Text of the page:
The idea of deep ecology is expected to be one of the possible responses to the gradual deterioration of the environment and a method for attaining its improvement. This concept presupposes that we are all parts of nature which also has its rights that should be protected. However, despite its eco-friendly character, there is criticism of deep ecology because of some shortcomings that give rise to ethical dilemmas.
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First of all, if the Earth demands rights and protection, it should also have interests. Since adherers of this idea identify themselves with nature, they suppose that it also has such needs as survival, balance, development, and growth. However, these are human beings interests, while deep ecologists do not have a clear understanding of real natures interests (Naess, 2013). It contributes to the emergence of numerous debates regarding the basics of this idea and its further evolution.
The second shortcoming related to this concept is the lack of deepness. Other ecologists and activists assume that the given approach is not linked to the existing environmental crisis and its peculiarities (Naess, 2013). The fact is that all problems with the environment are interconnected and, to a greater degree, result from human social interaction (Guha, 1989). At the same time, deep ecologists disregard the idea that the desired ecological behavior can be cultivated by altering the existing social paradigm that is now aimed at the exploitation of nature and its resources.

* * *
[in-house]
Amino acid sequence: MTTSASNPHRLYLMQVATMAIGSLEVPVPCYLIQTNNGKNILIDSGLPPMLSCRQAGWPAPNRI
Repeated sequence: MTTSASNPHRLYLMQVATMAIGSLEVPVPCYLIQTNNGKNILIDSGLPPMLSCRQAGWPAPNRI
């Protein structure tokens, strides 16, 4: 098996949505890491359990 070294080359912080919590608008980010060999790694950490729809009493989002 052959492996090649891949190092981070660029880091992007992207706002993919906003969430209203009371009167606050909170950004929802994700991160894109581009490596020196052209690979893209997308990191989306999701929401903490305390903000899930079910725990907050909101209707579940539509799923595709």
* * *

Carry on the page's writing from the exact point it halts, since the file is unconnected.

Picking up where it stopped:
In such a way, there is a particular ethical dilemma related to the deepness of the concept that is expected to be more profound than others; however, it turns out to be inefficient while analyzing the existing conditions and root causes of environmental issues.
Guha, R. (1989). Radical environmentalism and wilderness preservation: A third world critique. F54Environmental Ethics, 11, 71-83. Web.
Naess, A. (2013). The shallow and the deep, long-range ecology movement: A summary. In M. Boylan (Ed.), Environmental ethics (2nd ed.) (pp. 42-46). Malden, MA: Wiley-Blackwell.